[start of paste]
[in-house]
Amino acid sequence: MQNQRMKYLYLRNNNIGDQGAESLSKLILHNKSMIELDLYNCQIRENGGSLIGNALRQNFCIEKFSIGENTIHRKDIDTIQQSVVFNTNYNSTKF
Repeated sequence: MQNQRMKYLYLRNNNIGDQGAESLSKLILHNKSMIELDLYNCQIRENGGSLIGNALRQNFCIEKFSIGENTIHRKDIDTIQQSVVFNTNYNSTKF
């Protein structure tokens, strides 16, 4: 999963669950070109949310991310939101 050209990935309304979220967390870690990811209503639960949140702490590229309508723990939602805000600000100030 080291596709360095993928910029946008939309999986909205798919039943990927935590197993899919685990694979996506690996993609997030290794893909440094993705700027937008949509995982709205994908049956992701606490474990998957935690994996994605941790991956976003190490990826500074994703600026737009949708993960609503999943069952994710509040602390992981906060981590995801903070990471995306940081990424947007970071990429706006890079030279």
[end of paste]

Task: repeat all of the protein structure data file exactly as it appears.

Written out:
[in-house]
Amino acid sequence: MQNQRMKYLYLRNNNIGDQGAESLSKLILHNKSMIELDLYNCQIRENGGSLIGNALRQNFCIEKFSIGENTIHRKDIDTIQQSVVFNTNYNSTKF
Repeated sequence: MQNQRMKYLYLRNNNIGDQGAESLSKLILHNKSMIELDLYNCQIRENGGSLIGNALRQNFCIEKFSIGENTIHRKDIDTIQQSVVFNTNYNSTKF
């Protein structure tokens, strides 16, 4: 999963669950070109949310991310939101 050209990935309304979220967390870690990811209503639960949140702490590229309508723990939602805000600000100030 080291596709360095993928910029946008939309999986909205798919039943990927935590197993899919685990694979996506690996993609997030290794893909440094993705700027937008949509995982709205994908049956992701606490474990998957935690994996994605941790991956976003190490990826500074994703600026737009949708993960609503999943069952994710509040602390992981906060981590995801903070990471995306940081990424947007970071990429706006890079030279």